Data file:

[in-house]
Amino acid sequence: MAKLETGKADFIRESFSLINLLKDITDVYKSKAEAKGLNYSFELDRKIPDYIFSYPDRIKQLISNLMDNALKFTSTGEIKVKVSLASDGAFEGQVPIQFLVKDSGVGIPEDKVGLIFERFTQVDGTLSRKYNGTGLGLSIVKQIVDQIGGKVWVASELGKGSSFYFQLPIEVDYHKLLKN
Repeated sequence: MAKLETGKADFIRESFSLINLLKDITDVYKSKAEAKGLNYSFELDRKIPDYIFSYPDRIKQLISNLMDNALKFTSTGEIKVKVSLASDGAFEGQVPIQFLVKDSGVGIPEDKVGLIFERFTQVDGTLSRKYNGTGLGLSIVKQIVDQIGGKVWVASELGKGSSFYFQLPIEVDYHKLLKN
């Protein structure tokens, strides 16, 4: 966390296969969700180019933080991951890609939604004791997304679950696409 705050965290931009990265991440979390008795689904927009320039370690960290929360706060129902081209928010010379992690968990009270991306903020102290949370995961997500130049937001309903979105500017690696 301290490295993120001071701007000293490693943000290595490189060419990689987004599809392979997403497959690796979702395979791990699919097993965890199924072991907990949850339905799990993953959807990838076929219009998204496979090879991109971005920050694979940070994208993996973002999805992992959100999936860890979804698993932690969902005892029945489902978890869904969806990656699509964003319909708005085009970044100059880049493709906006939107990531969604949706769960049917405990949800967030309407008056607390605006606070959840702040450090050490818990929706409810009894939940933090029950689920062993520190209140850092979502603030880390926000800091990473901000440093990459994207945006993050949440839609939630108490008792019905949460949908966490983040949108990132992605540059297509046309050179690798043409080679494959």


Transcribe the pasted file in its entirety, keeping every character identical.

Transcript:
[in-house]
Amino acid sequence: MAKLETGKADFIRESFSLINLLKDITDVYKSKAEAKGLNYSFELDRKIPDYIFSYPDRIKQLISNLMDNALKFTSTGEIKVKVSLASDGAFEGQVPIQFLVKDSGVGIPEDKVGLIFERFTQVDGTLSRKYNGTGLGLSIVKQIVDQIGGKVWVASELGKGSSFYFQLPIEVDYHKLLKN
Repeated sequence: MAKLETGKADFIRESFSLINLLKDITDVYKSKAEAKGLNYSFELDRKIPDYIFSYPDRIKQLISNLMDNALKFTSTGEIKVKVSLASDGAFEGQVPIQFLVKDSGVGIPEDKVGLIFERFTQVDGTLSRKYNGTGLGLSIVKQIVDQIGGKVWVASELGKGSSFYFQLPIEVDYHKLLKN
């Protein structure tokens, strides 16, 4: 966390296969969700180019933080991951890609939604004791997304679950696409 705050965290931009990265991440979390008795689904927009320039370690960290929360706060129902081209928010010379992690968990009270991306903020102290949370995961997500130049937001309903979105500017690696 301290490295993120001071701007000293490693943000290595490189060419990689987004599809392979997403497959690796979702395979791990699919097993965890199924072991907990949850339905799990993953959807990838076929219009998204496979090879991109971005920050694979940070994208993996973002999805992992959100999936860890979804698993932690969902005892029945489902978890869904969806990656699509964003319909708005085009970044100059880049493709906006939107990531969604949706769960049917405990949800967030309407008056607390605006606070959840702040450090050490818990929706409810009894939940933090029950689920062993520190209140850092979502603030880390926000800091990473901000440093990459994207945006993050949440839609939630108490008792019905949460949908966490983040949108990132992605540059297509046309050179690798043409080679494959």